Forsythia 'Courtacour' GOLDILOCKS
Common Name: forsythia
Type: Deciduous shrub
Family: Oleaceae
Zone: 5 to 8
Height: 2.00 to 3.00 feet
Spread: 2.00 to 4.00 feet
Bloom Time: March to April
Bloom Description: Yellow
Sun: Full sun to part shade
Water: Medium
Maintenance: Low
Suggested Use: Hedge
Flower: Showy
Tolerate: Deer, Clay Soil, Black Walnut


Easily grown in average, medium, well-drained soils in full sun to part shade. Best flower production in full sun. Prune immediately after spring flowering. Wide range of pruning options include simply removing old stems and shaping to cutting back to the ground to revitalize. Forsythias are generally noted for having good tolerance for urban conditions.

Noteworthy Characteristics

GOLDILOCKS or GOLD CURL is a new forsythia cultivar that is noted for its compact shape with short internodes, abundant early spring flowering, dark green foliage that begins to emerge during flowering, good winter hardiness and suitability for containers. It is a small, upright, deciduous shrub that typically grows to only 2-3’ tall with a slightly larger spread. Golden flowers clustered around the stems bloom in profusion in late winter to early spring. Ovate leaves are dark green in summer. GOLDILOCKS is the product of certain experiments in Angers, France, in which plants of Forsythia x intermedia ‘Spring Glory’ were irradiated with gamma rays. Seed from subsequent open pollination was collected and planted, and one of the resulting seedlings was named ‘Courtacour’. It should be further noted that this cultivar is listed by The Royal Horticultural Society (RHS) under the French trade name of BOUCLE D’OR. BOUCLE D’OR or ‘Courtacour’ is in turn sold in the U.S. under trade names of GOLD CURL and GOLDILOCKS. U. S. Plant Patent Applied For (PPAF).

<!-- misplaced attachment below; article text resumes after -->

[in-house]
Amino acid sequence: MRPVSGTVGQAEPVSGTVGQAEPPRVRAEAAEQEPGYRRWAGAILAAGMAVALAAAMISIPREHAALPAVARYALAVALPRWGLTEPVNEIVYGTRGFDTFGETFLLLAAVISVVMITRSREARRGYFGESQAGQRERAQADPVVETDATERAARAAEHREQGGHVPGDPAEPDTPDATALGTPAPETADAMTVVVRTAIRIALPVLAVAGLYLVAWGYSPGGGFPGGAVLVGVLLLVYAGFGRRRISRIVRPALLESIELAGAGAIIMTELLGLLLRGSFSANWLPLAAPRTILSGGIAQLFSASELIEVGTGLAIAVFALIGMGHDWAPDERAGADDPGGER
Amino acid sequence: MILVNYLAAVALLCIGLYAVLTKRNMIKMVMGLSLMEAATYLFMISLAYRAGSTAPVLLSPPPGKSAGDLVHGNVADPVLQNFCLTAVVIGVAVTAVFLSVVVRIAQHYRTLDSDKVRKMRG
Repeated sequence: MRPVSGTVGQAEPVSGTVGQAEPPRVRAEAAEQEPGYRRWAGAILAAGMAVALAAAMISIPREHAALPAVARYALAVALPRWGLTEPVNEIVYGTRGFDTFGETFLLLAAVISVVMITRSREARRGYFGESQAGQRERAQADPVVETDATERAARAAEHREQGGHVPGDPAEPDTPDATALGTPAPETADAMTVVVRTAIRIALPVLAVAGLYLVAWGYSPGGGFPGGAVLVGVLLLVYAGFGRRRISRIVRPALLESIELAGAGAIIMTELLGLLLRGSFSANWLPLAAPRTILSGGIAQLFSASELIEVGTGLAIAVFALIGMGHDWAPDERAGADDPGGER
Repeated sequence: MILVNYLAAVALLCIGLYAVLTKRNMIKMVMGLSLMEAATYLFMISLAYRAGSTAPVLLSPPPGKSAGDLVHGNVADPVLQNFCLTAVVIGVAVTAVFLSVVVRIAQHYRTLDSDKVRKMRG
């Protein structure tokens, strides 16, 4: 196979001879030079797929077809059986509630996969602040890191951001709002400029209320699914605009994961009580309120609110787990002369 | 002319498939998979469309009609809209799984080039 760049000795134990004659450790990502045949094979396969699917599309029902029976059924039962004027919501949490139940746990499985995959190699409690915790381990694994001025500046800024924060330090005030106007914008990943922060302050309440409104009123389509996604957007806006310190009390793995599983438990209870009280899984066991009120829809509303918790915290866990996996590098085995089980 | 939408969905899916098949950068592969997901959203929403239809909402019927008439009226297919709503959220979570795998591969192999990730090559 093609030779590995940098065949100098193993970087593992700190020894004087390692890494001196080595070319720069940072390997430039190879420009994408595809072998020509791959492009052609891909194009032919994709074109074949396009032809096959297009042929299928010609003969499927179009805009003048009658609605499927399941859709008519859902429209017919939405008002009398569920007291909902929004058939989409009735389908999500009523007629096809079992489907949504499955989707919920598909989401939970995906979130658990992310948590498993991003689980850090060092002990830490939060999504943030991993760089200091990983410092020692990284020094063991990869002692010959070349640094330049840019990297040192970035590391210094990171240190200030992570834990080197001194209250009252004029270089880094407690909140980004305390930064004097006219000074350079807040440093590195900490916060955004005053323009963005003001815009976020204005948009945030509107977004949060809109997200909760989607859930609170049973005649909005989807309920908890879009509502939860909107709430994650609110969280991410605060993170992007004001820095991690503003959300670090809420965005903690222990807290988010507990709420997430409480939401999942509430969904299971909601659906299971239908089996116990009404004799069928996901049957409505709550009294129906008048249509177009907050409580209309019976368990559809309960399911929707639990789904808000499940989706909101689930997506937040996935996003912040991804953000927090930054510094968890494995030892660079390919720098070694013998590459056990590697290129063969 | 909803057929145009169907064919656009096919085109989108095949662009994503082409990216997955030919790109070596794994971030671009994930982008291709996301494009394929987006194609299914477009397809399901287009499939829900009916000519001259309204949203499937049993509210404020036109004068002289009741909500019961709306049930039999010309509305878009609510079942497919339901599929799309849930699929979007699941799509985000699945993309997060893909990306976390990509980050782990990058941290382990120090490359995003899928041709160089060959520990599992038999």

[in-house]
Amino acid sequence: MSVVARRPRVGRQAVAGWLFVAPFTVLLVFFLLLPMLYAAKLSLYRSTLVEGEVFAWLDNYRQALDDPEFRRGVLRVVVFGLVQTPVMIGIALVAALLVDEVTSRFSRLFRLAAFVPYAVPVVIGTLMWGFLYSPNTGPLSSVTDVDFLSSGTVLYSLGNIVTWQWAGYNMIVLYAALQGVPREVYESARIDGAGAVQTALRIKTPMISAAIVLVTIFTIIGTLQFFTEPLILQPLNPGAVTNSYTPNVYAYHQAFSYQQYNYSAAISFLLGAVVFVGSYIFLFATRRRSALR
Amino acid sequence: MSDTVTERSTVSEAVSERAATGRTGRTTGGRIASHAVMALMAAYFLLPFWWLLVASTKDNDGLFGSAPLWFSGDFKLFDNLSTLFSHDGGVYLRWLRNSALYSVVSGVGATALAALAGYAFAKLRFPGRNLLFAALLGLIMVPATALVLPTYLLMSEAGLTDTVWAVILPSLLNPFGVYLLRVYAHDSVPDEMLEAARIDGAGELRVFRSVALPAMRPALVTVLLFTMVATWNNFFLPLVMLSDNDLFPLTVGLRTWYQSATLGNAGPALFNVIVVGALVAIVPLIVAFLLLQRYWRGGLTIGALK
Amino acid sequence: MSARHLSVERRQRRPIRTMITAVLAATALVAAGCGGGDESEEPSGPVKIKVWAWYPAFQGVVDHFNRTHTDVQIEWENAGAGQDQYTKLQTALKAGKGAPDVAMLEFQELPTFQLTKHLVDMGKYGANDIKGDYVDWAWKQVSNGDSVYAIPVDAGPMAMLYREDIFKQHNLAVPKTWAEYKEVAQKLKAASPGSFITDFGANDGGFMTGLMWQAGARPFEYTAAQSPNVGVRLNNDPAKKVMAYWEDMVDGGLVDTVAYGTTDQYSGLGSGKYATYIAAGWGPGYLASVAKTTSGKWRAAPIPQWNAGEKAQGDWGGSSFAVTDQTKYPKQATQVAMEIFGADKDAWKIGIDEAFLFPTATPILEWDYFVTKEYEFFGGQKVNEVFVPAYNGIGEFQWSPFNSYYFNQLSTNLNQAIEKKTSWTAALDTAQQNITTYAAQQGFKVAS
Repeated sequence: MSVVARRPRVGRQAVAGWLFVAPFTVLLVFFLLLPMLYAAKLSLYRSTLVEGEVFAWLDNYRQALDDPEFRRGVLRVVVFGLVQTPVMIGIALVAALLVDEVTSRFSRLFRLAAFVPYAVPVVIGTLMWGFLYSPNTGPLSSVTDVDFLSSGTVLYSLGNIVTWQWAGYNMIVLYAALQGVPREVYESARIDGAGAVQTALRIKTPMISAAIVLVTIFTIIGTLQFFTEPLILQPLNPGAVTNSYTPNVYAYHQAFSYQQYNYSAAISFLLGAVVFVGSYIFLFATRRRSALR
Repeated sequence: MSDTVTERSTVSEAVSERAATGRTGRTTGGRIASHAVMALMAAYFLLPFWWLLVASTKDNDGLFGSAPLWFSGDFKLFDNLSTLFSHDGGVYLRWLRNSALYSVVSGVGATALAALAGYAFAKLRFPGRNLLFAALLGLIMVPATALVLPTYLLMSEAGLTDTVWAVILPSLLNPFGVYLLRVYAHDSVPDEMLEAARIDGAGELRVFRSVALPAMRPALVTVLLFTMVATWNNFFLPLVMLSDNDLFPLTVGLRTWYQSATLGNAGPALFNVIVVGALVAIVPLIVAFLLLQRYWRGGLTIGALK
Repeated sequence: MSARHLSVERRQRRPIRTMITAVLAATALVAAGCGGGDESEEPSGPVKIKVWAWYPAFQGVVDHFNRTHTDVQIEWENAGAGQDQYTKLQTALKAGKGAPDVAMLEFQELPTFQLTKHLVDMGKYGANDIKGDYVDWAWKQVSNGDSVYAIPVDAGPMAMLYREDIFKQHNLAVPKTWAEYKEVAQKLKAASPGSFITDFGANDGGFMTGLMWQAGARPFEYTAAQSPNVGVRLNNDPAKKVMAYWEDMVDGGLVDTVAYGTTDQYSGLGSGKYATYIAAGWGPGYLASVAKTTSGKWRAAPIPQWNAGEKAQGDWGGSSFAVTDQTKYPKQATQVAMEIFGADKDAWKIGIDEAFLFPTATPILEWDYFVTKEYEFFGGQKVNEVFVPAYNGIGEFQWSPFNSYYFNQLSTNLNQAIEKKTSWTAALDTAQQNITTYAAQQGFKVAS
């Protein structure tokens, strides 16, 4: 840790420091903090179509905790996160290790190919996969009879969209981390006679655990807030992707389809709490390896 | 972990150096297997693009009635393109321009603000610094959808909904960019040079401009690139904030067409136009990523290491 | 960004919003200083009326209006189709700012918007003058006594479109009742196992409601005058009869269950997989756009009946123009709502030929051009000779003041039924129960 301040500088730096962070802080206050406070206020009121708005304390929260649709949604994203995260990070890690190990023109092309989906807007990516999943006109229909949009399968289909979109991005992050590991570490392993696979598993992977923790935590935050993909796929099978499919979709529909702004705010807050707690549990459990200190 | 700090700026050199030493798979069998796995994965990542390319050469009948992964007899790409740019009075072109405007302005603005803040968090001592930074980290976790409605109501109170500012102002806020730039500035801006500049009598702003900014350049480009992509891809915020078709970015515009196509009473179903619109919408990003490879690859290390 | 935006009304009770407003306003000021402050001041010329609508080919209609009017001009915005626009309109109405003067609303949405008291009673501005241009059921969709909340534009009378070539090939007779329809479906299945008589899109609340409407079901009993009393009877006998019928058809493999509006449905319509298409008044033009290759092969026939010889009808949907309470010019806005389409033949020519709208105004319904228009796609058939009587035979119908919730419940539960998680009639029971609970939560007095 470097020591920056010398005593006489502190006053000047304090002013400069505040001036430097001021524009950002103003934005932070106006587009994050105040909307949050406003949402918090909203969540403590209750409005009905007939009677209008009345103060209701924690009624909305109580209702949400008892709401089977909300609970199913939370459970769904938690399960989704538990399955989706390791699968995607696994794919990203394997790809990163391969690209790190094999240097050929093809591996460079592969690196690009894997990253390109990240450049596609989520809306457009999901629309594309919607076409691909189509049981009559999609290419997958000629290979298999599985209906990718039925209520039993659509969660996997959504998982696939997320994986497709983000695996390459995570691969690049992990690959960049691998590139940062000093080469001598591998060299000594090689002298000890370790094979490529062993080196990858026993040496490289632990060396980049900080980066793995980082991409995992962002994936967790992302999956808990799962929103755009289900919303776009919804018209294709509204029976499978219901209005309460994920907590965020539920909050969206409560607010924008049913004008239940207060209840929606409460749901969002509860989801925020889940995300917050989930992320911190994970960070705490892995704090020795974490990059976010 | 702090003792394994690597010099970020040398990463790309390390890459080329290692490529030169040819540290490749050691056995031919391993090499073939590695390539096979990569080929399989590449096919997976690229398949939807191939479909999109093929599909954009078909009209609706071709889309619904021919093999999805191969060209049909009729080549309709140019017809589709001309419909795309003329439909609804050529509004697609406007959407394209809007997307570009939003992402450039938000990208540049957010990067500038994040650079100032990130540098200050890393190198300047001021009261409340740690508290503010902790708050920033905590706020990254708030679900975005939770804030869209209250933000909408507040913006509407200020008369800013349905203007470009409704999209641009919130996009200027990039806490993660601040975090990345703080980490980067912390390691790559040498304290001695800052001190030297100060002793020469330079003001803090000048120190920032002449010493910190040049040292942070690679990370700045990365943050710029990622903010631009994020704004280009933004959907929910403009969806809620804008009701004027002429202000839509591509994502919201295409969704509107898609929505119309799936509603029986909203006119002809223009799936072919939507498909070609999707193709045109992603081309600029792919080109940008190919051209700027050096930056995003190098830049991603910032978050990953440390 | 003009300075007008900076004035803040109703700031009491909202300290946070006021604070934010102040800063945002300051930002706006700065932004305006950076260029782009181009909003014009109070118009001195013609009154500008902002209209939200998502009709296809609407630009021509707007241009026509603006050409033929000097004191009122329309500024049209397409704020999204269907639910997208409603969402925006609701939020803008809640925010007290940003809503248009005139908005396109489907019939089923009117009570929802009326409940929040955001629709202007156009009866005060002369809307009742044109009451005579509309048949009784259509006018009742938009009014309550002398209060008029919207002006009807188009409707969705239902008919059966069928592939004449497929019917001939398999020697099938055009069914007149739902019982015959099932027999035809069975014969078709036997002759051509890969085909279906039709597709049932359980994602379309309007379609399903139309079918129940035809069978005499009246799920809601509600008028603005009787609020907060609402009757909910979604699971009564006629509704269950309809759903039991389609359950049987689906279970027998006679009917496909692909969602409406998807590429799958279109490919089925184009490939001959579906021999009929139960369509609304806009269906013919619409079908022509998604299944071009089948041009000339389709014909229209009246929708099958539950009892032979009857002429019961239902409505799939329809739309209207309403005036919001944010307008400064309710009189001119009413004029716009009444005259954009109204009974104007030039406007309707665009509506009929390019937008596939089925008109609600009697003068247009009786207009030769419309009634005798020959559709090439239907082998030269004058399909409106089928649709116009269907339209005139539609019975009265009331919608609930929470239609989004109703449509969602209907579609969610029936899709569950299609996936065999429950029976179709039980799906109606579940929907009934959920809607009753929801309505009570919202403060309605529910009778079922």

No serious insect or disease problems. Some susceptibility to leaf spot and crown gall. Although vegetatively winter hardy to USDA Zone 5, the flower buds are sometimes damaged by cold winter temperatures and late freezes in Zone 5.

Garden Uses

Group in borders. Foundations. Mass on banks or slopes. Sunny areas of open woodland gardens. Containers.